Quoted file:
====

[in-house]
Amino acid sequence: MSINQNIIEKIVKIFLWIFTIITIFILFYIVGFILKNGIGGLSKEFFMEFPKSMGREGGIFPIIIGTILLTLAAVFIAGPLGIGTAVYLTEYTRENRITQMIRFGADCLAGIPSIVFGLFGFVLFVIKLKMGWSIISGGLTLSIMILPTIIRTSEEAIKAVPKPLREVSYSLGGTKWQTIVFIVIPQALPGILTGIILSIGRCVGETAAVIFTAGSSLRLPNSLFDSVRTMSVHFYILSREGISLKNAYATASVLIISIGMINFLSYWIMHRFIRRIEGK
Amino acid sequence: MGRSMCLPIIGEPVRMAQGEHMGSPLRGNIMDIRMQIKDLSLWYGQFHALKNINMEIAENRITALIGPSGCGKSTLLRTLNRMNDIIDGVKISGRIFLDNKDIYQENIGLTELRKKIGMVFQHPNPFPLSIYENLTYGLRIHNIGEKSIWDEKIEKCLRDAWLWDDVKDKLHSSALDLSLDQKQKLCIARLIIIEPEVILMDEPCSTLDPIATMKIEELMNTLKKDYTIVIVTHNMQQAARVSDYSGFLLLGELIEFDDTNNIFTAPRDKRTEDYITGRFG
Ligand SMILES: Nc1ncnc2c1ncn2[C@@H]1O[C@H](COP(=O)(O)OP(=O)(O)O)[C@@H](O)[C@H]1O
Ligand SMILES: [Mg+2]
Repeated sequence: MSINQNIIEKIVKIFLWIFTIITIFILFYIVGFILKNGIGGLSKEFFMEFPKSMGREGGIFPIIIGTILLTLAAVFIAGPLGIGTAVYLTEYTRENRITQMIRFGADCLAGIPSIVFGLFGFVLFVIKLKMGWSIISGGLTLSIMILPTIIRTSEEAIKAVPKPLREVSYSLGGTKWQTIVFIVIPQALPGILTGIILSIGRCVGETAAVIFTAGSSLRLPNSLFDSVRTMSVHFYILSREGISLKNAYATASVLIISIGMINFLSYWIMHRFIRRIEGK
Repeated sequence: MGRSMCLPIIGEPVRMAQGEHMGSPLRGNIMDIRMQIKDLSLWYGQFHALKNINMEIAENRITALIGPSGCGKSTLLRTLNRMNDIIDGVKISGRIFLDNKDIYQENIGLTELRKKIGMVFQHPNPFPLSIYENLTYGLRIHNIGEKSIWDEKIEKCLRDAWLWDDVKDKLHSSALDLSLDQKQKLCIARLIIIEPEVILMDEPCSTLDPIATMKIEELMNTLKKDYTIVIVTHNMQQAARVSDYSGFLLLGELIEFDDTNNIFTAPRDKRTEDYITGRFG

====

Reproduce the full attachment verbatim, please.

[in-house]
Amino acid sequence: MSINQNIIEKIVKIFLWIFTIITIFILFYIVGFILKNGIGGLSKEFFMEFPKSMGREGGIFPIIIGTILLTLAAVFIAGPLGIGTAVYLTEYTRENRITQMIRFGADCLAGIPSIVFGLFGFVLFVIKLKMGWSIISGGLTLSIMILPTIIRTSEEAIKAVPKPLREVSYSLGGTKWQTIVFIVIPQALPGILTGIILSIGRCVGETAAVIFTAGSSLRLPNSLFDSVRTMSVHFYILSREGISLKNAYATASVLIISIGMINFLSYWIMHRFIRRIEGK
Amino acid sequence: MGRSMCLPIIGEPVRMAQGEHMGSPLRGNIMDIRMQIKDLSLWYGQFHALKNINMEIAENRITALIGPSGCGKSTLLRTLNRMNDIIDGVKISGRIFLDNKDIYQENIGLTELRKKIGMVFQHPNPFPLSIYENLTYGLRIHNIGEKSIWDEKIEKCLRDAWLWDDVKDKLHSSALDLSLDQKQKLCIARLIIIEPEVILMDEPCSTLDPIATMKIEELMNTLKKDYTIVIVTHNMQQAARVSDYSGFLLLGELIEFDDTNNIFTAPRDKRTEDYITGRFG
Ligand SMILES: Nc1ncnc2c1ncn2[C@@H]1O[C@H](COP(=O)(O)OP(=O)(O)O)[C@@H](O)[C@H]1O
Ligand SMILES: [Mg+2]
Repeated sequence: MSINQNIIEKIVKIFLWIFTIITIFILFYIVGFILKNGIGGLSKEFFMEFPKSMGREGGIFPIIIGTILLTLAAVFIAGPLGIGTAVYLTEYTRENRITQMIRFGADCLAGIPSIVFGLFGFVLFVIKLKMGWSIISGGLTLSIMILPTIIRTSEEAIKAVPKPLREVSYSLGGTKWQTIVFIVIPQALPGILTGIILSIGRCVGETAAVIFTAGSSLRLPNSLFDSVRTMSVHFYILSREGISLKNAYATASVLIISIGMINFLSYWIMHRFIRRIEGK
Repeated sequence: MGRSMCLPIIGEPVRMAQGEHMGSPLRGNIMDIRMQIKDLSLWYGQFHALKNINMEIAENRITALIGPSGCGKSTLLRTLNRMNDIIDGVKISGRIFLDNKDIYQENIGLTELRKKIGMVFQHPNPFPLSIYENLTYGLRIHNIGEKSIWDEKIEKCLRDAWLWDDVKDKLHSSALDLSLDQKQKLCIARLIIIEPEVILMDEPCSTLDPIATMKIEELMNTLKKDYTIVIVTHNMQQAARVSDYSGFLLLGELIEFDDTNNIFTAPRDKRTEDYITGRFG